Economic reform takes backseat in North Korea

January 02, 2012

By YOSHIHIRO MAKINO / Correspondent

SEOUL--A Politburo meeting may signal a change in the decision-making process in North Korea--but that's about all expected to be different in the short term under Kim Jong Un's rule.

Kim has shown increased dependence on the military as he tries to secure his position as North Korea's new leader. This approach will make it difficult to reform the nation's anemic economy or implement an open-door policy that could help the people.

Kim, who on Dec. 30 was named supreme commander of the military, inspected a tank brigade for the first time, the Korean Central News Agency reported on Jan. 1.

The report was likely made to show that Kim was securing control over the military, which had received priority throughout the reign of his father, Kim Jong Il, who died in December.

Almost all of Jong Un's close associates and policy positions are those handed down from his father.

Kim Jong Il joined the Workers' Party of Korea in 1964. His selection as a member of the Central Committee in February 1974 was a sign that he had been tapped to eventually succeed his father, Kim Il Sung, North Korea's founder.

From that time, Kim Jong Il is said to have begun making key personnel and policy decisions. He was named supreme commander of the military in December 1991, when his father was still alive.

According to a former North Korean government official, Kim Jong Il around that time would remain in his office until late at night and go through as many as 50 documents daily for each government agency. Any document that had Kim Jong Il's signature was considered more important than any law.

In contrast, Jong Un is far from being in a position to make personnel and policy decisions on his own.

According to Tokyo-based news agency Radio Press, a Dec. 30 Politburo meeting was the first since an expanded session was held last June.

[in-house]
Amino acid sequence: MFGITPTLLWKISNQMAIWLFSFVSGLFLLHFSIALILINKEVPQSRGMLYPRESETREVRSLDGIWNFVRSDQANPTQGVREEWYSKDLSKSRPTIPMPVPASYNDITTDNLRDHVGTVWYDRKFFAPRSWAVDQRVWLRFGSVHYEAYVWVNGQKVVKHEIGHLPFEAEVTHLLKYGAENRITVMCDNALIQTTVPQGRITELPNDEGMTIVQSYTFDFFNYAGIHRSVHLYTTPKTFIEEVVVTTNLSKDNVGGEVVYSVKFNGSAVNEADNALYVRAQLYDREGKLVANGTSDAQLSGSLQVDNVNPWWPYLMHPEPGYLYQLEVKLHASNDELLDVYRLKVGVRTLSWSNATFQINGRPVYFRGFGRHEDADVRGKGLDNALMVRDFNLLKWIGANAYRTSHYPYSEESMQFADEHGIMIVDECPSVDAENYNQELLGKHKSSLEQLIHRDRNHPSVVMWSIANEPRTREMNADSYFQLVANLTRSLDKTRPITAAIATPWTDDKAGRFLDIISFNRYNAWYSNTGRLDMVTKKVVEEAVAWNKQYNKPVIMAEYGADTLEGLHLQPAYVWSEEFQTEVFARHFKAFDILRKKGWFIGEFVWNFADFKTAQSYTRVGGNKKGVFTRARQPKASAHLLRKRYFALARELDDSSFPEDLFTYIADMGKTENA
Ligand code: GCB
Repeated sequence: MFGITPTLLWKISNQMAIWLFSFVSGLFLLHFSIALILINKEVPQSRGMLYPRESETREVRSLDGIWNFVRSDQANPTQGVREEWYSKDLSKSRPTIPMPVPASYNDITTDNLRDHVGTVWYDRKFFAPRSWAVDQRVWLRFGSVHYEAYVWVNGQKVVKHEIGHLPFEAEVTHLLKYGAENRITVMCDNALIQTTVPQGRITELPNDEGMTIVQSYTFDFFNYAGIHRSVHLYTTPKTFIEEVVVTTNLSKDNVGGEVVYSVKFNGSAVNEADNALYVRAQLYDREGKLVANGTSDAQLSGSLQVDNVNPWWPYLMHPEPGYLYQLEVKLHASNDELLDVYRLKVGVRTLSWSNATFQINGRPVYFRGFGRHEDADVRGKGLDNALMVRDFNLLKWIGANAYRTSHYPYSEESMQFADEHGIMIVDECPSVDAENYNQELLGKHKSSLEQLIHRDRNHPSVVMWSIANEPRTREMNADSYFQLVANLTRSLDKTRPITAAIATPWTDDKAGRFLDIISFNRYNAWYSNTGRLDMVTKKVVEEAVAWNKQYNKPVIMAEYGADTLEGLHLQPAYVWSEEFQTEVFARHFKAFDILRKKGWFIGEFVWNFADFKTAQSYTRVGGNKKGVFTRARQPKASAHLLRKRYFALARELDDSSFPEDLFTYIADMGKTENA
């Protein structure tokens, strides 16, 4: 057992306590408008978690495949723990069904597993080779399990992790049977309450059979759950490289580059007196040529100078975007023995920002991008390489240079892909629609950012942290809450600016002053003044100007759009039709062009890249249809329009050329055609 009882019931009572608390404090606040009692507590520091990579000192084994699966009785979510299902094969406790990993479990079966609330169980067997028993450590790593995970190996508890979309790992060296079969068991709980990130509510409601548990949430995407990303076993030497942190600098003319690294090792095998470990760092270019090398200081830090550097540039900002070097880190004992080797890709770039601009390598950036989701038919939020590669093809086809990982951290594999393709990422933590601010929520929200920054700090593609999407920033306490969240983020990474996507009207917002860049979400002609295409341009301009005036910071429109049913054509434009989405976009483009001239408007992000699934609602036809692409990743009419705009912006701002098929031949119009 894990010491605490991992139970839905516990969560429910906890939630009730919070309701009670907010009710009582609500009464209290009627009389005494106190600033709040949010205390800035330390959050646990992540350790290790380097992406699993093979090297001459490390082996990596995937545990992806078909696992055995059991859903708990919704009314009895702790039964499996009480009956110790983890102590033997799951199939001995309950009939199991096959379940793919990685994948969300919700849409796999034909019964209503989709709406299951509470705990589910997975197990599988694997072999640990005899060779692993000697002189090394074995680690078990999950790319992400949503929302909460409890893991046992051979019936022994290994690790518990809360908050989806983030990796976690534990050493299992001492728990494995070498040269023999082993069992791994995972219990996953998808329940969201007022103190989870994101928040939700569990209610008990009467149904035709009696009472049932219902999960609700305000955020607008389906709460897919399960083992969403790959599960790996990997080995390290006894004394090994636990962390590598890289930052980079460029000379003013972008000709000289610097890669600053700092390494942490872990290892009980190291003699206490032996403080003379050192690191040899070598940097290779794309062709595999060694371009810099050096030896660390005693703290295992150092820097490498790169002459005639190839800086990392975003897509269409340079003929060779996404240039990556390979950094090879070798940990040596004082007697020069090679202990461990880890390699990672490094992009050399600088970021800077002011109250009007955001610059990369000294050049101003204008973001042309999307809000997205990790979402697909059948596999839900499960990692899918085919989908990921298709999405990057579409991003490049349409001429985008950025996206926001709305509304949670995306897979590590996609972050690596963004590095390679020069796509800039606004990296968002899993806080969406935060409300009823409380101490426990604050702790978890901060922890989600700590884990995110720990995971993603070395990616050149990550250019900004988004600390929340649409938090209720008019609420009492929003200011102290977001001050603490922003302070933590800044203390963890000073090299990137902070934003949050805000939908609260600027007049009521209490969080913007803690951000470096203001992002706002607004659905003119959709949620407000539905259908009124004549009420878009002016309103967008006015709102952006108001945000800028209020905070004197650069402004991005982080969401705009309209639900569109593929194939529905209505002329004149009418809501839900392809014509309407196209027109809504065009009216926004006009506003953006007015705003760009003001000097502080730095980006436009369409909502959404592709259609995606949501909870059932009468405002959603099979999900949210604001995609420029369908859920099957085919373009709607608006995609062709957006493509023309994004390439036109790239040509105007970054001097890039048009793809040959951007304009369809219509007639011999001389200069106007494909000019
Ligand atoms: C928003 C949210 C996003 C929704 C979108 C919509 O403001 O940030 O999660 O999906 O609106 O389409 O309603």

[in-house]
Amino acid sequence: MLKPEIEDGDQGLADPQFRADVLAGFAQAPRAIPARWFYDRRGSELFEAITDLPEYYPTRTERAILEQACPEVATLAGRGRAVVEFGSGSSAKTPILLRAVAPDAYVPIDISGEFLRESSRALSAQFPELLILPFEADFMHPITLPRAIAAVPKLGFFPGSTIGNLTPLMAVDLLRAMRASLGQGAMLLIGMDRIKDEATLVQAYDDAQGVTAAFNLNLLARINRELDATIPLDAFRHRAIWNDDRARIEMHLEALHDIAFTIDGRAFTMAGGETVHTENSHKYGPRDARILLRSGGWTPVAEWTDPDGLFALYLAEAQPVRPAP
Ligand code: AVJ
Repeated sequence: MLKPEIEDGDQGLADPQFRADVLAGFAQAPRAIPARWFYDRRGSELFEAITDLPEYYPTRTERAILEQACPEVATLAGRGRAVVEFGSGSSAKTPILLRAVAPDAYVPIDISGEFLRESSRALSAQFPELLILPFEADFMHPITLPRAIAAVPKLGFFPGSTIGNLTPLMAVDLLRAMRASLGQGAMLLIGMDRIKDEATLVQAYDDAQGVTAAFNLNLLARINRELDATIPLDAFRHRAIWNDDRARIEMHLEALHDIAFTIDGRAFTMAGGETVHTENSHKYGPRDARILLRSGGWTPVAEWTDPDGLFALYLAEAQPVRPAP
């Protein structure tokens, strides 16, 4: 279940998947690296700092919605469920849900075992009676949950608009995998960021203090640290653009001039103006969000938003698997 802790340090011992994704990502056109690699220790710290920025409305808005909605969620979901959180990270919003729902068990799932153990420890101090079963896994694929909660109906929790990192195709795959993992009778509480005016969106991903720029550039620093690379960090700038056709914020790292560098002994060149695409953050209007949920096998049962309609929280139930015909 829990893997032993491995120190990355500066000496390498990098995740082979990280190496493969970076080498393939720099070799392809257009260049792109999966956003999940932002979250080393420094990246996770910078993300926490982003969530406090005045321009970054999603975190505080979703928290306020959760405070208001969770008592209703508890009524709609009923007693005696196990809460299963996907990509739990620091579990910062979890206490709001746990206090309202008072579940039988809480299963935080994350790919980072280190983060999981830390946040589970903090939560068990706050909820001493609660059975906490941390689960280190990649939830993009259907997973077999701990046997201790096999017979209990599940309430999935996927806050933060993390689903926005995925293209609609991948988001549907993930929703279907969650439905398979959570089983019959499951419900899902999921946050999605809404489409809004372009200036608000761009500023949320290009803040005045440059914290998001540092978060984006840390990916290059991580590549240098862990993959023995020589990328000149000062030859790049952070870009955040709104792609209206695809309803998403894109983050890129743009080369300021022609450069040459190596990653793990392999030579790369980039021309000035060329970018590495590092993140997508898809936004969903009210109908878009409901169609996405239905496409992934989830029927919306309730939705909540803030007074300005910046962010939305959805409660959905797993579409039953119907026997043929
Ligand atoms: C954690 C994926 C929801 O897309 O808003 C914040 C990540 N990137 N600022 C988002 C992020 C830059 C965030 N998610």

The last time an ordinary Politburo meeting was held was 17 years ago, in October 1994, shortly after the death of Kim Il Sung.

Such meetings were not held under Kim Jong Il because he hated those meetings and decided everything himself.

The holding of such a meeting after Kim Jong Il's death may indicate a change in the way decisions are made in North Korea.

Analysts said Jong Un would likely consult with Jang Song Thaek, the vice chairman of the National Defense Commission who is married to Kim Jong Il’s younger sister, Kim Kyong Hui, and other close associates while also gaining the approval of the 25 or so members of the Politburo.

"He will likely seek to build up a true dictatorship after repeated purges and conciliatory gestures," one expert said of Jong Un.

A major problem for Jong Un, however, is that he will have to depend on the legacy of his father in stating his own legitimacy as a ruler.

The joint slogan of the Workers' Party Central Committee and Central Military Commission announced on Dec. 31 was a call to the people to thoroughly implement the policies of the Kim Jong Il era.

That means that it is obviously too early for Jong Un to present his own course of action.

Moreover, Jong Un will have to plot a course of action amid a collapsed economy. Food rations are only available in Pyongyang, which represents just 10 percent of the population.

Depending on the kinds of personnel and policy decisions made, dissatisfaction could arise even among those within the special class who have enjoyed the benefits of the dictatorship.

The joint slogan also threatened to turn the South Korean Blue House, where the president works, into a sea of fire if North Korea came under attack.

The military opposes economic reform and an open-door policy because it has huge vested interests in terms of foreign trade. However, that stance in the long term could serve to weaken Jong Un's power base.

By YOSHIHIRO MAKINO / Correspondent
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A man in Seoul watches TV footage showing new North Korean leader Kim Jong Un visiting a tank brigade on Jan. 2. (AP photo)

A man in Seoul watches TV footage showing new North Korean leader Kim Jong Un visiting a tank brigade on Jan. 2. (AP photo)

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  • A man in Seoul watches TV footage showing new North Korean leader Kim Jong Un visiting a tank brigade on Jan. 2. (AP photo)

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